“It teaches kids responsibility, self discipline and worth, makes them more community-oriented, and it helps them mold into a better person for society,” said 4-H Program Assistant Rebecca Pass, who also functions as a youth development coordinator. “4-H creates a well-rounded person.”
The club members and staff strive daily to embody the true meaning behind what 4-H stands for in its mission statement.
“We stress generosity and hospitality,” said Pass. “We incorporate the meaning of 4-H: Head, heart, hands and health.”
Gordon County is home to many successful and striving 4-Hers who devote their talents and passions to making themselves, and the world around them, a better place.
“There are a lot of 4-H opportunities,” said 4-Her Amanda Jo Morris. “It’s a great organization to be a part of. I love it.”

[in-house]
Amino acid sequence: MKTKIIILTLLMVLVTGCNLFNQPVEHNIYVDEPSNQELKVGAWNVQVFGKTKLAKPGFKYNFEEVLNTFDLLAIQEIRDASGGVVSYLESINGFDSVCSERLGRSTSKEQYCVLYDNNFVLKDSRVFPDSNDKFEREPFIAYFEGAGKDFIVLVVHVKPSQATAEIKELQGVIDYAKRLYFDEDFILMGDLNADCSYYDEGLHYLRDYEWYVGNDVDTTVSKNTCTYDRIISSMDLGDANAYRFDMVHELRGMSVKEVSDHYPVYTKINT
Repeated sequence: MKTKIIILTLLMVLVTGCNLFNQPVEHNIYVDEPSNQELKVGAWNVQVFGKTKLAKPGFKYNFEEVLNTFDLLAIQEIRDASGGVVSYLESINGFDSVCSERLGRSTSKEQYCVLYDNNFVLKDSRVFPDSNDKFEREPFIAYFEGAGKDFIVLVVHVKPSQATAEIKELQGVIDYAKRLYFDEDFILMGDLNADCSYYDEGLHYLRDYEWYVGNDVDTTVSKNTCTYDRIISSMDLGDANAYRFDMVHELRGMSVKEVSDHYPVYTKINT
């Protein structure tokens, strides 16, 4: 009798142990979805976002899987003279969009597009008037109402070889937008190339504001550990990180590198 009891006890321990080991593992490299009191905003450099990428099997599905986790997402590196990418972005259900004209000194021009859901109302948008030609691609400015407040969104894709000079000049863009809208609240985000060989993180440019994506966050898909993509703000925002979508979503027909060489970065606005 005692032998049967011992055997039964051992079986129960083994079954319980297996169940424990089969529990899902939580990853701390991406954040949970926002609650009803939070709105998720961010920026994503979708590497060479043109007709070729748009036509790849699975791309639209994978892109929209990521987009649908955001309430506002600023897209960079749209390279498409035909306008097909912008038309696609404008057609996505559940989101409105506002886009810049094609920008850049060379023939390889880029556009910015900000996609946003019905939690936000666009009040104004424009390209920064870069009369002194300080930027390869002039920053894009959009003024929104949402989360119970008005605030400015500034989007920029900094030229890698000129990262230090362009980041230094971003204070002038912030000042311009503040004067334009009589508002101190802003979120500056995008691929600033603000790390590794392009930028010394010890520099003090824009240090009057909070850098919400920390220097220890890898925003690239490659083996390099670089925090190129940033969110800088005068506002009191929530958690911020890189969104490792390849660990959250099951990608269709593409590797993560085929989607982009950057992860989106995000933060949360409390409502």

Many will take those talents to the Georgia National Fair in Perry Oct. 6 through Oct. 16.
“Gordon County will have 23 4-Hers exhibiting market lambs and goats in the state show, and 14 showing beef cattle,” said 4-H Livestock Coordinator Kurt Sutherland.
One of the myths about 4-H is that it’s all about livestock and agriculture. While the organization does do things in that field, youth can benefit in a broader range of areas, too.
“It has really helped me with my public speaking,” said 4-Her Marie Swims. “It’s helped me come out of my shell and talk to more people.”
Aspiring singer Madison Smith said it’s all about achieving her dreams. Through the District Project Achievement at 4-H, she is on her way to big things.
Smith said she participates in public speaking and concert events through DPA.
“If you have a dream that you want to accomplish, 4-H can help you get there,” said Smith. “It’s given me a real feel for what being a singer will be like.”
Julia Rhinehart said 4-H has prepared her for college and taught her essential life skills.
“I plan to attend UGA one day,” said Rhinehart. “It’s taught me self-confidence and that hard work is all you need to do.”